It was a tough day for the Bakken players, with respect to earnings. Mark to market derivative losses, increased costs, and production issues plagued producers in North Dakota and Montana. Even companies that beat on earnings and revenues, were punished as it was a bad day for oil and gas.
Kodiak (KOG) missed on both revenue and earnings. I had covered this possibility in Bakken Update: A Kodiak Miss Could Provide A Buying Opportunity. It wasn't a big surprise as Kodiak had already reported a big production miss. Kodiak reported average sales volumes of 10578 Boepd in the first quarter. Most analysts were expecting between 14000 and 15000 Boepd, so this miss was substantial. There were hopes Kodiak would redeem itself in the first quarter as the fourth quarter of 2011 was quite bad. Analysts expected earnings of 9 cents/share, but Kodiak reported a 10 cent loss. It reported first quarter revenues of $79.93 million versus the street's estimates of $96.4 million. It reported 1 cent/share earnings versus the street's estimates of 10 cents/share. Mark to market derivative losses accounted for a 7 cent loss on the quarter. Kodiak also had an additional interest expense of $4.6 million, with most associated with its recent acquisitions. It spent $6.8 million to acquire additional undeveloped acreage in its core areas.
For those who have followed Kodiak, it is known that costs continue to dog this company. These costs generally came in higher, even during good quarters usually decreasing earnings by 2 to 3 cents/share. A large portion of its lease operating expense has been water. This is a problem seen with many of the small producers in the Bakken, so it is independent of Kodiak. The biggest reason for lower costs, is a 30% decrease in lease operating expense due to the connection of wells to third party pipelines, the construction of water gathering systems and the drilling of disposal wells. This should continue to decrease the cost of trucking flow back to third party disposal wells. In my last article I reported 8 wells with poor results by Kodiak in the late fourth quarter of 2011 and in the first quarter of this year. It reported 14 good well results for the quarter, but keep in mind these results are not as good as its previous Koala wells.
Kodiak revised the lower range of its full year average production guidance, which was from 19000 to 21000 Boepd. Now its guidance is from 17000 to 21000 Boepd, but it would be tough to find an analyst that still believes the top end of this guidance is still achievable. My estimate is in the 17500 to 18500 range, if Kodiak executes. It maintained guidance of 27000 Boepd for its 2012 exit rate. I believe we will see a number between 24000 and 25000 Boepd. I like Kodiak going forward. I would hope its stock would pull back in the morning below $8, but I don't think that will happen, as Kodiak's results were not that bad. Analyst expectations EPS being 10 cents per share, was considerably less than the 18 cents just 90 days earlier.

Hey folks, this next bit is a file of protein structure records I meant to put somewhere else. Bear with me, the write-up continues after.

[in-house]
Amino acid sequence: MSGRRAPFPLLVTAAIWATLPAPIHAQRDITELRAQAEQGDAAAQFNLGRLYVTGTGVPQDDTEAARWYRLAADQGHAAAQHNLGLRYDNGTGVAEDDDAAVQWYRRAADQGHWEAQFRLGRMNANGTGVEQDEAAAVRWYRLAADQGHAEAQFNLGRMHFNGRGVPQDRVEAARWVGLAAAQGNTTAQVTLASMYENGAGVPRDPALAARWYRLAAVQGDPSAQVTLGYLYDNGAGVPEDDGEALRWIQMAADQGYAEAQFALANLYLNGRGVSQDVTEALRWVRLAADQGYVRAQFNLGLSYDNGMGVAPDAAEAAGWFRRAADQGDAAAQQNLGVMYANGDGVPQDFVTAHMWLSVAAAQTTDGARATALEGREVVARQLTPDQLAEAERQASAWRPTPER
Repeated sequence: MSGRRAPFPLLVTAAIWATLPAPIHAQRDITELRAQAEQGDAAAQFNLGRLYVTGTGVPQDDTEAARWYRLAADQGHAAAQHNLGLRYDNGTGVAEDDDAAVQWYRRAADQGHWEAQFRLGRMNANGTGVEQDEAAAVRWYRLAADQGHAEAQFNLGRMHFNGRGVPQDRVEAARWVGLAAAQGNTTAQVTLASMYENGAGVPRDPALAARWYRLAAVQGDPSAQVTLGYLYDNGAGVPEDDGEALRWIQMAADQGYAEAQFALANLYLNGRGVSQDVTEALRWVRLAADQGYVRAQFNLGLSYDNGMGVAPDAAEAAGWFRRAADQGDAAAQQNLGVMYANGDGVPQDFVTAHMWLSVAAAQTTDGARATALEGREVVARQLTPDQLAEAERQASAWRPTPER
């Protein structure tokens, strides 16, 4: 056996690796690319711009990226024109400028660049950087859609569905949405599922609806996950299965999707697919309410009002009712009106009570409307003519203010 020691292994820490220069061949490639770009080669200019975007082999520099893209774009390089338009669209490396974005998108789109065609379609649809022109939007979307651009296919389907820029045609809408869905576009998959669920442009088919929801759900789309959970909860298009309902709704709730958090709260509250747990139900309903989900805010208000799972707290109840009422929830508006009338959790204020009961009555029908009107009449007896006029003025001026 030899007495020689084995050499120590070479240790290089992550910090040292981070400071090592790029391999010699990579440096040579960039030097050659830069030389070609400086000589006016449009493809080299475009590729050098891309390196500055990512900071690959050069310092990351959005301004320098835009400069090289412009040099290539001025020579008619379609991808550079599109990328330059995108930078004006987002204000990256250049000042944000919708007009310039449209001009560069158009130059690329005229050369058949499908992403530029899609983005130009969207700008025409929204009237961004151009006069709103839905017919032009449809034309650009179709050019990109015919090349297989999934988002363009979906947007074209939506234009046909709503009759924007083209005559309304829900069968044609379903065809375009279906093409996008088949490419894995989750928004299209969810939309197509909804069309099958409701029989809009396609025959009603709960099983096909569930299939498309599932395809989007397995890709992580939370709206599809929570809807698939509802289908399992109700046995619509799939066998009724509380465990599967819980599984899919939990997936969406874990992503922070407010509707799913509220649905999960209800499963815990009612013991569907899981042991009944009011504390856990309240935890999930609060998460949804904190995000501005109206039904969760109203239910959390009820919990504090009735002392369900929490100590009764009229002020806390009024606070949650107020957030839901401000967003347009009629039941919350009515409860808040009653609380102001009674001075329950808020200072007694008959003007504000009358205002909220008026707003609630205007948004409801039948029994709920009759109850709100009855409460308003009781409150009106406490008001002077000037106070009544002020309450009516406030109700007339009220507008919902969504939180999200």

Magnum Hunter (MHR) had a decent quarter reporting a loss of one cent/share (excluding one time items) versus the street's estimate of a 3 cent loss. Including one time items, Magnum had a net loss of 13 cents/share. It missed on revenues, reporting $57.2 million versus the street's estimates of $59.37 million. The story doesn't revolve around revenues and earnings as Magnum continued its spending spree, which had a negative effect on shares. Recently, shareholders had warmed to Magnum as it monetized its midstream business, to decrease company leverage. On April 18th, Magnum announced it would be acquiring 50414 net non-operated Bakken acres from Baytex (BTE) for $311 million. To pay for this acquisition, Magnum is offering 35 million shares of stock in an underwritten public offering.
Magnum is not a stock I would own, as it continues to increase its debt through the purchase of additional acreage. This does not mean it is not a good investment, just is too levered for my taste. Magnum does have some very good acreage. Its Williston Basin acreage, is located in Divide County, North Dakota. This acreage is characterized as low cost when compared to other areas of the Bakken, as it is a more shallow area of this play. Its lower pressure is characterized by lower IP rates, but is an area of very thick shale. Its Eagle Ford acreage is in one of the best areas of the play, near EOG Resources (EOG) which has some of the best IP rates. It also has and is building it Utica shale assets. These three assets allow Magnum to increase liquids production and place some of its gassy assets on hold until prices improve.
In summary, neither company had a very good quarter. Kodiak continues to be a favorite of mine, as I do not believe it will continue to have issues going forward. I would guess we will see costs continue to decrease with respect to water disposal, and well costs through pad drilling and zipper fracs. I am looking to add to my position if Kodiak's stock pulls back around or below $8/share. Magnum is a more difficult story as it continues to add debt. It is possible it will continue to grow at a fast clip, but it is not the type of stock I buy.
Additional disclosure: This is not a buy recommendation.